Tesla and SpaceX founder Elon Musk has been developing a new internet service called Starlink. Unlike other internet service providers, Starlink is set to be accessible from anywhere in the world. But what exactly is Starlink and how does it all work?
How Starlink will work
Starlink works by using thousands of low orbiting satellites to provide high sp eed internet service to virtually anywhere in the world. As these satellites are low earth orbiting, Starlink will be able to provide internet with less latency compared to the standard internet services used today. Rural places like small villages in the middle of nowhere where internet may be scarce, should be able to get reliable high-speed internet once the service is fully operational.
For Starlink to become fully operational around the world, SpaceX will have to launch as many as 40,000 Starlink satellites into orbit – although it could be much more. Once these satellites are in orbit, they will form a type of constellation in low earth orbit so most of the planet will be able to connect to Starlink’s internet.
How fast are Starlink’s internet speeds?
According to SpaceX, the average internet speeds Starlink should be able to provide is between 100 Mb/s and 200 Mb/s in download speeds, with an average latency of 20ms in most locations it can reach. This internet speed will be good enough to stream videos, play video games and cover other high data related activities without seeing a significant drop in internet speeds.
SpaceX claims that Starlink will be able to send information to the user much quicker than traditional fibre-optic cables as it will be passed through the vacuum of space instead.
What does Starlink satellites look like?
A Starlink satellite has a compact flat-panel design which allows SpaceX to send a larger stack of 60 satellites into space using their Falcon 9 rocket.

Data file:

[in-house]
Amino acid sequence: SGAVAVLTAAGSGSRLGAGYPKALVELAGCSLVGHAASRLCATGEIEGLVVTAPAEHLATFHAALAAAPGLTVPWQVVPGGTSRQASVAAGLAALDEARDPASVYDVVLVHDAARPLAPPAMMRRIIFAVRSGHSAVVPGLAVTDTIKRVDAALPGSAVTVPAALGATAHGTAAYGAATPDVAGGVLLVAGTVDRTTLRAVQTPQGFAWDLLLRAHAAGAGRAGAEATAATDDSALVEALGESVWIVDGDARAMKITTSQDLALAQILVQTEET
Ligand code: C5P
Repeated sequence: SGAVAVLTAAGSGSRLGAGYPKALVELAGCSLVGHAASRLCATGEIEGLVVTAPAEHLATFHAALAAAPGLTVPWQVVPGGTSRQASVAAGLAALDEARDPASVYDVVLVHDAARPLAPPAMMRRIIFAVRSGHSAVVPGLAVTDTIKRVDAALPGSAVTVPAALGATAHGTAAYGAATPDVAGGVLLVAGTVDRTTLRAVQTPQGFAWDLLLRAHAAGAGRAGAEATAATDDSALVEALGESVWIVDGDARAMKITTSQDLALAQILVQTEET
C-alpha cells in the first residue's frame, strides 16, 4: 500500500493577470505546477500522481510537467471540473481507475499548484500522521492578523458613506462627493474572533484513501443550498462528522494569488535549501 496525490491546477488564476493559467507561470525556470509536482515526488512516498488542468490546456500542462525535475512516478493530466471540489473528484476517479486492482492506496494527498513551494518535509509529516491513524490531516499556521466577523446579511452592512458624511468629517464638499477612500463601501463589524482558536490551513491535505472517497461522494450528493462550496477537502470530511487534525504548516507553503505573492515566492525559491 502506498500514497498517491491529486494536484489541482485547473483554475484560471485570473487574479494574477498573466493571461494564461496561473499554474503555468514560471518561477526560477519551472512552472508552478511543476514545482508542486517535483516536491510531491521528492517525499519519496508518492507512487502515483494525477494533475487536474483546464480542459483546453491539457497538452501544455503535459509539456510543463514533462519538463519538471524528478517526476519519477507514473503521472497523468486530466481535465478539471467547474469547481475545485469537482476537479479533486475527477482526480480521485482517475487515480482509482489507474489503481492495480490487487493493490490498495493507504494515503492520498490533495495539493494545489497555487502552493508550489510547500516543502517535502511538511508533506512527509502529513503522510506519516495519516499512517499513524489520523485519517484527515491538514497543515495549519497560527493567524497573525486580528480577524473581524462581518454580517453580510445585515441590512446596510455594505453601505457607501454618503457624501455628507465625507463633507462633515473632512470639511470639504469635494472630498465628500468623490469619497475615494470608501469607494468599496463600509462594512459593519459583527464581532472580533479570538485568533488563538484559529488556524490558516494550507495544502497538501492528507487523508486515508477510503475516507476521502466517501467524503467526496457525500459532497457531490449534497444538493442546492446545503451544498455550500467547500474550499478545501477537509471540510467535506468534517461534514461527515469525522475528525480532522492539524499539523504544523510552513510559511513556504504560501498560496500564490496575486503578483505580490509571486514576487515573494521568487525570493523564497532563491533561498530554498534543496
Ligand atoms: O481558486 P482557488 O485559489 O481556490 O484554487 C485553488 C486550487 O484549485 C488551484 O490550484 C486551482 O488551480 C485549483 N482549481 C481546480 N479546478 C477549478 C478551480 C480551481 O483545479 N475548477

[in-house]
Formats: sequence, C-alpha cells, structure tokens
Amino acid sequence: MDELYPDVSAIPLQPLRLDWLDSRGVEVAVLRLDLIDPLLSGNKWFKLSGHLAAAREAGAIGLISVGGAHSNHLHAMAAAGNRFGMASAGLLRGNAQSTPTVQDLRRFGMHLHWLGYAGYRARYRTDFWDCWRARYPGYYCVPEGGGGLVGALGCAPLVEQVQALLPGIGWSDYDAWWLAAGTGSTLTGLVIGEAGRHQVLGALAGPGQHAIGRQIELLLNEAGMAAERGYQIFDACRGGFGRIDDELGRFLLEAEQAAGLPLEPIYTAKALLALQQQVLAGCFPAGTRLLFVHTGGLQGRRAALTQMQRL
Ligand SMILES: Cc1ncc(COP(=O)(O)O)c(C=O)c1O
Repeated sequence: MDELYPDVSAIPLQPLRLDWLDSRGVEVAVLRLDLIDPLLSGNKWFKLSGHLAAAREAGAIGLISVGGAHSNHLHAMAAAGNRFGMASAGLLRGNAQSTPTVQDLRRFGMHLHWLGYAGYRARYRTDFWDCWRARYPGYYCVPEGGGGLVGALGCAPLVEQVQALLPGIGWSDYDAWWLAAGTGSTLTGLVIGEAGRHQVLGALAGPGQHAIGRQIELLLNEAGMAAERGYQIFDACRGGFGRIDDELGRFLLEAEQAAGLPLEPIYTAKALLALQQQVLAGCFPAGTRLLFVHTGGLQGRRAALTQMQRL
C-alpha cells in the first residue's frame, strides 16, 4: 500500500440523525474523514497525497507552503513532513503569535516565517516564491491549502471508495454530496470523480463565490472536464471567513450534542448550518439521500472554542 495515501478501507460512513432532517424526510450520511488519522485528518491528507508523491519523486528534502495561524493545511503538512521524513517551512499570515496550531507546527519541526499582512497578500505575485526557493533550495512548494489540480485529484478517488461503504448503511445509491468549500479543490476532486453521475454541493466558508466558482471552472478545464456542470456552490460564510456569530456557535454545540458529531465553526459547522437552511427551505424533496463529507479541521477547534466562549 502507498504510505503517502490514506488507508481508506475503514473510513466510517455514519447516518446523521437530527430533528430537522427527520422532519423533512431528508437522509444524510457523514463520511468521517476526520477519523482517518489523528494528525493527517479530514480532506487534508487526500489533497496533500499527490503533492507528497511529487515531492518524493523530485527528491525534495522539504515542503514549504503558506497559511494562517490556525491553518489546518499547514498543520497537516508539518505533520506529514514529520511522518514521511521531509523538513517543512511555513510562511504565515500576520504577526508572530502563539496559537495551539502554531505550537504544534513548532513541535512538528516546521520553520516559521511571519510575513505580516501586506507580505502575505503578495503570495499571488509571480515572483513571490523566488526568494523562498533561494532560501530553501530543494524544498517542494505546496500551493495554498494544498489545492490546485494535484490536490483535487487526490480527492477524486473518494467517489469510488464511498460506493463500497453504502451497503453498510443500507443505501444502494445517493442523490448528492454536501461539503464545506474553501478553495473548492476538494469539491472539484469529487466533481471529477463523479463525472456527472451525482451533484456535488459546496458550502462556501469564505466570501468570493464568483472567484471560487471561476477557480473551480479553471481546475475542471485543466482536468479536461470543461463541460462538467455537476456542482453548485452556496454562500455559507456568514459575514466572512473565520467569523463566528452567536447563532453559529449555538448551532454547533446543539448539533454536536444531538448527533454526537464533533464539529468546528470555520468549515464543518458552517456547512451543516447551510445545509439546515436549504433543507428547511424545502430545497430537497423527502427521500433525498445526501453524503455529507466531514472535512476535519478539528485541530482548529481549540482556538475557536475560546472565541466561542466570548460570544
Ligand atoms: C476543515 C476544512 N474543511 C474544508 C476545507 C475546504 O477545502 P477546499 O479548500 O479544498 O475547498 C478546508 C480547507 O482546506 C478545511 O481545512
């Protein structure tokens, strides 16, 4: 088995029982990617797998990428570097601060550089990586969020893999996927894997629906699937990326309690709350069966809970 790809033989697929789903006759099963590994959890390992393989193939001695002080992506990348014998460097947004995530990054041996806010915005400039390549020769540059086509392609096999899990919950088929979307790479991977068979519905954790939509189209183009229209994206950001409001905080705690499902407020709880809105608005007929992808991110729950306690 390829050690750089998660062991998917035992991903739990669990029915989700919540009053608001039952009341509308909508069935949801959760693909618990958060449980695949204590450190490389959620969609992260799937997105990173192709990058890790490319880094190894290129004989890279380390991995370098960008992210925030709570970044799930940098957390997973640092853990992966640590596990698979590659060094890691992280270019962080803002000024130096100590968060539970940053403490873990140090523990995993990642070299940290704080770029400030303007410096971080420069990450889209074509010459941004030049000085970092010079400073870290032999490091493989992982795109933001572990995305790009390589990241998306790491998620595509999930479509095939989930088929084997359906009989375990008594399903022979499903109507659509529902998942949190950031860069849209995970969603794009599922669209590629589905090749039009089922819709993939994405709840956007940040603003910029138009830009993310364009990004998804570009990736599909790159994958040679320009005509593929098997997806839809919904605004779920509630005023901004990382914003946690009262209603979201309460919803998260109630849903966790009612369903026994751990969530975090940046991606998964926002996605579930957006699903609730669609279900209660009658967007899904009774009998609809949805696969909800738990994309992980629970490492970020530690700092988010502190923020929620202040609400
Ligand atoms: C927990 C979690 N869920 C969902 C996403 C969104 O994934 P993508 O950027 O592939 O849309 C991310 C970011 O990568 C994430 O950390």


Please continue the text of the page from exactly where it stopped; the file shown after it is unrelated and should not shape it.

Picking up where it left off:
When these satellites are deployed into low orbit, a single solar panel array unfolds from the base to power the satellite. They are also equipped with powerful lasers which allows a single satellite to connect with 4 others in the orbital constellation. The central base has four antennas that allow transmission of internet information to reach earth and users of the internet service, and iron thrusters that allows the satellite to stay in space for longer while in low orbit. The thrusters onboard the Starlink satellite use krypton gas.
When will Starlink be available and how much does it cost?
SpaceX’s Starlink internet service is currently in public beta for customers in the UK, US and 19 other countries, as of November 2021. The public beta is not free to join and requires a steep purchase fee of £439 for the Starlink kit, and an additional subscription fee of £89.
Starlink’s kit contains a standard router which connects to the Starlink satellite dish that you put on the roof of your house. Once everything is connected, the Starlink satellite dish will calibrate itself to connect to the closest Starlink satellite in the sky and the internet should be up and ready for use.
While Starlink may seem like a fantastic way for everyone in the world to be able to connect to the internet at any given moment from anywhere in the world, there are some concerns and criticisms that SpaceX has faced when launching their Starlink internet service.
With the amount of Starlink satellites that are needed to be launched into space to allow the internet service to be functional for users, critics are worried that the satellites in low earth orbit will create long-term danger of space debris which will be hard to clean up. As a result of thousands of satellites in the sky, there could be a chance of frequent satellite collisions that potentially trigger a phenomenon known as the Kessler syndrome.
Astronomers are worried that SpaceX’s Starlink satellites in the sky will create so much light pollution that telescopes will not be able to observe the night sky for stars. This is due to the amount of light reflecting from the Starlink satellites and bouncing back down to earth, creating a blinding effect. SpaceX have started to mitigate this issue by coating their newer satellites with darker colours and equipping them with sun visors to stop sun glare and reflections when in low earth orbit. This has been an improvement compared to early designs, but it is not completely perfect.